Also known as the “Grand Old Lady of Granville Street” because of its location, age and splendour, the City of Vancouver’s Orpheum Theatre opened its doors and had the first performance on November 7, 1927, but the official opening took place the next day. At the time of its inauguration, the Orpheum Theatre became Vancouver's largest vaudeville house, providing a mix of live and movie entertainment
The Orpheum was designed by architect Benjamin Marcus Priteca
. Priteca was born in Glasgow, Scotland. In 1909, he came to Montreal, but his final destination was the United States. Priteca lived in Seattle where he died of cancer in 1971, at the age of 81. During his long career, the prestigious architect designed dozens of entertainment halls in the main cities of California, Oregon and Washington states. He also designed theatres in Memphis, Kansas City, Fort Worth and Salt Lake City. In 1926, he was in Vancouver to review the bids submitted by local construction firms for the construction of The Orpheum.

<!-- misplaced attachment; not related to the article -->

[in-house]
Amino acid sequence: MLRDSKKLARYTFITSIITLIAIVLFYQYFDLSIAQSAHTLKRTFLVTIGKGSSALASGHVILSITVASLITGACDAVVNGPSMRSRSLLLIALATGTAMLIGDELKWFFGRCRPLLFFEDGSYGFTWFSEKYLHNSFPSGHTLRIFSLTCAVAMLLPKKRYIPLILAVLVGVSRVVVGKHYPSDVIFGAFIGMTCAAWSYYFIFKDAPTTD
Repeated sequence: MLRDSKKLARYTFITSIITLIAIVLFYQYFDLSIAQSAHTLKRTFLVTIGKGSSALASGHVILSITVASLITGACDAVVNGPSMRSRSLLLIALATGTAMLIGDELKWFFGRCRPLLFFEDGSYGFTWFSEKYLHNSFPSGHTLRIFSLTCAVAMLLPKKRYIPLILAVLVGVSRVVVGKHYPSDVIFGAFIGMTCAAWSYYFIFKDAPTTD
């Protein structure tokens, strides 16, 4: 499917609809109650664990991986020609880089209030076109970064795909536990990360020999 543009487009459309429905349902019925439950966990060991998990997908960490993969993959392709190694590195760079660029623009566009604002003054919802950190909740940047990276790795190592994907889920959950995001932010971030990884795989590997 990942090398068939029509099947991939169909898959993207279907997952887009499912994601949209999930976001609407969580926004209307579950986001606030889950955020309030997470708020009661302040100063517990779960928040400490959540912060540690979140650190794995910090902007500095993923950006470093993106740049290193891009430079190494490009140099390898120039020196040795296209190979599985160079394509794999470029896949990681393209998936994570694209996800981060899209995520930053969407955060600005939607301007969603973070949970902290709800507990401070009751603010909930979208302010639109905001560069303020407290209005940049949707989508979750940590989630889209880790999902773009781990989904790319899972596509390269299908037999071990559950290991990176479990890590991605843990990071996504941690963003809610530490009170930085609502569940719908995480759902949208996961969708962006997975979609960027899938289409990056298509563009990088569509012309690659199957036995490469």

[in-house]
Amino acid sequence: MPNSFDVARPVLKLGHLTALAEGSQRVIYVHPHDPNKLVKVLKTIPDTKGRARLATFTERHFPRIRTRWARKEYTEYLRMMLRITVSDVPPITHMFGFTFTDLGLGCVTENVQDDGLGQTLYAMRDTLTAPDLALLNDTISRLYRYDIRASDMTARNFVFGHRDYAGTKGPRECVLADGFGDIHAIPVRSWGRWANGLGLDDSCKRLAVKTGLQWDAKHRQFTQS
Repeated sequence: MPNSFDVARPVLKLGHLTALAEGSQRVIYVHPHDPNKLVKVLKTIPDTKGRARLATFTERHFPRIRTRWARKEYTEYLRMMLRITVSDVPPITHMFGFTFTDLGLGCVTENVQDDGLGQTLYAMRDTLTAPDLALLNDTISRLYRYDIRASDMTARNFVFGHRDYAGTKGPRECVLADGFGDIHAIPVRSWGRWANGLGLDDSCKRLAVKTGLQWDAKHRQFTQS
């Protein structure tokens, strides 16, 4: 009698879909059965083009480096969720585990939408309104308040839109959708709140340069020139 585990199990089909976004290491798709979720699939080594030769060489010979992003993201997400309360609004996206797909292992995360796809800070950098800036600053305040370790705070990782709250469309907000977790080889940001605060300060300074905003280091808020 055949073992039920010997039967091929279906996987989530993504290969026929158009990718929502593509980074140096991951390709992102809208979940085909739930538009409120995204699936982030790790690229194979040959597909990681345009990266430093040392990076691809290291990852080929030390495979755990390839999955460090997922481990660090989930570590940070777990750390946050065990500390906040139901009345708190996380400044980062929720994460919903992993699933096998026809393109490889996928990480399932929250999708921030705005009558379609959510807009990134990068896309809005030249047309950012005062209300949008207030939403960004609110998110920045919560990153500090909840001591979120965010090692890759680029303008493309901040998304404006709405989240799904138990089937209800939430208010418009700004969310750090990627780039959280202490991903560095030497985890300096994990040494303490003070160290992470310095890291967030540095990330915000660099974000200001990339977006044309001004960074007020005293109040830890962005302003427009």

At the time of its opening, the splendidly ornamented hall was the biggest theatre in Canada
with 3,000 seats. Several costly paintings and hangings were purchased in Europe, and a gigantic chandelier was imported from Czechoslovakia. Priteca referred to the elaborate style of the theatre as “conservative Spanish Renaissance”. Two other theaters designed by Priteca in Vancouver, the historic Pantages Theaters
number 1 and 2, were demolished in 2011 and 1967, respectively. Thus, the Orpheum
is the only surviving Canadian theatre designed by Priteca. Currently the theatre seats 2,688 patrons
In 1979, the Orpheum Theatre was designated a National Historic Site of Canada. The outstanding theatre, one of North America's finest concert halls, is home to the Vancouver Symphony Orchestra
, the Vancouver Bach Choir
, the Vancouver Chamber Choir
and the Vancouver Cantata Singers.
The next performance taking place at the Orpheum Theatre will be Mozart’s “Great Mass in C minor"
on 10 and 12 of Nov., 2012. Maestro Bramwell Tovey
will conduct the Vancouver Symphony Orchestra
, the Vancouver Bach Choir and four notable vocal soloists on the interpretation of one of Mozart’s most sublime and magnificent choral masterpieces.